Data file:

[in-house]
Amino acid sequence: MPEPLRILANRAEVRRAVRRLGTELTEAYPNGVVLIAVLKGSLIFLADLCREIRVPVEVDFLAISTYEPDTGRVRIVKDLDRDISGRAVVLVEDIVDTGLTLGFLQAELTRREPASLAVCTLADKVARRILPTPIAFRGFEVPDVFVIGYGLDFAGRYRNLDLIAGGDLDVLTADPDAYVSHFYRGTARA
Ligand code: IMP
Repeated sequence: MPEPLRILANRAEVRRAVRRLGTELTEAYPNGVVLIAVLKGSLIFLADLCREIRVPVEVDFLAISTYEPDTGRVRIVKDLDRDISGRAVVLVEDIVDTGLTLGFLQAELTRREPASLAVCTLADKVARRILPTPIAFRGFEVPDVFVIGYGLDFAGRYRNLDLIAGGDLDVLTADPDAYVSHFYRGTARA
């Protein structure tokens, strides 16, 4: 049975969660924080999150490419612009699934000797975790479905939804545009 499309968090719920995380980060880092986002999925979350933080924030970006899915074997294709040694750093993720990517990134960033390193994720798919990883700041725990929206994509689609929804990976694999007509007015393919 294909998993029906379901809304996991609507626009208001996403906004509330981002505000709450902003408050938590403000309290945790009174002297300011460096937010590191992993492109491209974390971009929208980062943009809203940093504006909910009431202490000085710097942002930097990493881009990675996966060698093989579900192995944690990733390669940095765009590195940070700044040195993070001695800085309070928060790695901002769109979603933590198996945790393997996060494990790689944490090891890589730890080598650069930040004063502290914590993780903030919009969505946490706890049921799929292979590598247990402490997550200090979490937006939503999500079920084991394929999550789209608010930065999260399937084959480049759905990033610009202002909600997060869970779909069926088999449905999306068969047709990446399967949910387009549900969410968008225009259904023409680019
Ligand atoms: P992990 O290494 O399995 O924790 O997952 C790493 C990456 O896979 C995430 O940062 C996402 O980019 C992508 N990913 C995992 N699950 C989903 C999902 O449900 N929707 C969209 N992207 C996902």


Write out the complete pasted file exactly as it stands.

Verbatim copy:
[in-house]
Amino acid sequence: MPEPLRILANRAEVRRAVRRLGTELTEAYPNGVVLIAVLKGSLIFLADLCREIRVPVEVDFLAISTYEPDTGRVRIVKDLDRDISGRAVVLVEDIVDTGLTLGFLQAELTRREPASLAVCTLADKVARRILPTPIAFRGFEVPDVFVIGYGLDFAGRYRNLDLIAGGDLDVLTADPDAYVSHFYRGTARA
Ligand code: IMP
Repeated sequence: MPEPLRILANRAEVRRAVRRLGTELTEAYPNGVVLIAVLKGSLIFLADLCREIRVPVEVDFLAISTYEPDTGRVRIVKDLDRDISGRAVVLVEDIVDTGLTLGFLQAELTRREPASLAVCTLADKVARRILPTPIAFRGFEVPDVFVIGYGLDFAGRYRNLDLIAGGDLDVLTADPDAYVSHFYRGTARA
């Protein structure tokens, strides 16, 4: 049975969660924080999150490419612009699934000797975790479905939804545009 499309968090719920995380980060880092986002999925979350933080924030970006899915074997294709040694750093993720990517990134960033390193994720798919990883700041725990929206994509689609929804990976694999007509007015393919 294909998993029906379901809304996991609507626009208001996403906004509330981002505000709450902003408050938590403000309290945790009174002297300011460096937010590191992993492109491209974390971009929208980062943009809203940093504006909910009431202490000085710097942002930097990493881009990675996966060698093989579900192995944690990733390669940095765009590195940070700044040195993070001695800085309070928060790695901002769109979603933590198996945790393997996060494990790689944490090891890589730890080598650069930040004063502290914590993780903030919009969505946490706890049921799929292979590598247990402490997550200090979490937006939503999500079920084991394929999550789209608010930065999260399937084959480049759905990033610009202002909600997060869970779909069926088999449905999306068969047709990446399967949910387009549900969410968008225009259904023409680019
Ligand atoms: P992990 O290494 O399995 O924790 O997952 C790493 C990456 O896979 C995430 O940062 C996402 O980019 C992508 N990913 C995992 N699950 C989903 C999902 O449900 N929707 C969209 N992207 C996902």